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Fri, Jun 04, 2004 - Page 12 News List

Americans snap up gas-guzzlers

SPLURGING OUT Consumers bought 1.63 million new vehicles in last month and many chose high-mileage light trucks and SUVs, despite record-high gasoline prices


US consumers shrugged off concerns about record gas prices last month, snapping up new vehicles, particularly gas-guzzling pickup trucks and sport utility vehicles (SUVs), at a pace not seen since last August.

Americans bought 1.63 million new vehicles in last month, up more than 3 percent from May last year, according to the auto analysis firm Autodata Corp. in New Jersey.

Consumers bought new vehicles at the fastest pace in nine months -- buoyed by heavy incentives and the strengthening US economic


Many buyers splurged on high-mileage pick-ups and SUVs, apparently unphased by a weeks-long run of record gas prices that many analysts had predicted would choke off demand for the perennially popular four by fours.

Light trucks accounted for about 55 percent of units sold last month and General Motors Corp. reported a double-digit surge in demand for trucks from a year ago.

"Consumers are weathering the passing storm related to the temporary increase in fuel prices and voting their preferences by purchasing record numbers of pickups and SUVs," said GM's North America sales chief John Smith.

GM truck sales and SUV sales set an industry record for the month of May, and some of its best sellers were of the gas-guzzling variety, such as its Cadillac Escalade and the GMC Yukon and Yukon XL.

GM economist Paul Ballew suggested that gas prices would have to go as high as US$3.50 a gallon and stay there for as long as 18 months before they had any tangible effect on purchasing decisions.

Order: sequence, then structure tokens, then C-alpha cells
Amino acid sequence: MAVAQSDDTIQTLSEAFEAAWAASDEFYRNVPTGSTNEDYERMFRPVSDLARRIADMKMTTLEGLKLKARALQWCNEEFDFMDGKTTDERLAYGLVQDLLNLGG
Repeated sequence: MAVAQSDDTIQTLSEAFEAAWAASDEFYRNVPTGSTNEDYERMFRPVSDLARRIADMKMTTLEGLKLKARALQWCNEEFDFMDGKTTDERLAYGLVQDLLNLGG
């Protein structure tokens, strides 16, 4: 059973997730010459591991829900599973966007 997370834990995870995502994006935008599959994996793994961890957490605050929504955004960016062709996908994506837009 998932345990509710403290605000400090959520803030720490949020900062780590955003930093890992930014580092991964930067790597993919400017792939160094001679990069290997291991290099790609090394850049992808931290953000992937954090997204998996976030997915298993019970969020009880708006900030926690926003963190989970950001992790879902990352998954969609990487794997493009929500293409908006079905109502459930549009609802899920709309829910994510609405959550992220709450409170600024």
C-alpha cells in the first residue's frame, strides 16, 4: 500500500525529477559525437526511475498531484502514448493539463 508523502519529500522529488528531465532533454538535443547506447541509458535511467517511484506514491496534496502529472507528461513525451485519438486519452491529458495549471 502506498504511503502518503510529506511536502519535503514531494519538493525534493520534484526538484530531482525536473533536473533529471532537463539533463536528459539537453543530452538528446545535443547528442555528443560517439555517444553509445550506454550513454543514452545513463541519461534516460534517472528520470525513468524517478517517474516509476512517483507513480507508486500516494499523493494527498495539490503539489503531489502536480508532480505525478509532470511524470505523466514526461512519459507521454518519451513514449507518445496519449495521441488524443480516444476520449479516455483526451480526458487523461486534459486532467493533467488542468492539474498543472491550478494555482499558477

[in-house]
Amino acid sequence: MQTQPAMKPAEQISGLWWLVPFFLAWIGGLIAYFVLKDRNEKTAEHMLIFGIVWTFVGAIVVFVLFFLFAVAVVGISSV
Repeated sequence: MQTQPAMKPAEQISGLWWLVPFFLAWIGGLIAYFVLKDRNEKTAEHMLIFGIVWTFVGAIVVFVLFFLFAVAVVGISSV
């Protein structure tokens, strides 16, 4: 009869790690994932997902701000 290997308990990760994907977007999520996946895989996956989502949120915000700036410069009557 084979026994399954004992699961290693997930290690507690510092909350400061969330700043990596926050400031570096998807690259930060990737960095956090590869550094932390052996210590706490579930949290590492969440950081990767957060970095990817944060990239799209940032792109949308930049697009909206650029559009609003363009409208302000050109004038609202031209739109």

A gallon of unleaded regular gasoline averaged US$2.038 nationwide on Wednesday, up from US$1.475 a year ago, according to figures from the American Automobile Association.

"We really don't see a shift occurring," Ballew said, adding that GM was "not going to back off from our strategy of growing the truck part of the industry."

A string of studies have suggested that gas price inflation has led many Americans to rethink their love affair with the roomy, go-anywhere SUVs and pick-ups that have taken a chunk out of the market in passenger car sales in recent years.

The latest such poll, released on Wednesday by Harris Interactive, said the percentage of car buyers changing their mind about their next car purchase had jumped 10 points to nearly 50 percent of those interviewed in the past 30 days.

But automakers insist there was no indication yet that concern over fuel prices or fuel economy had had any tangible effect on sales of light trucks and SUVs.

"Industry sales have remained strong despite higher gas prices," said Jim Press, chief operating officer of Toyota's US sales arm. "We have not seen a major shift to smaller, more fuel-efficient cars and the light truck segment is still showing its strength."

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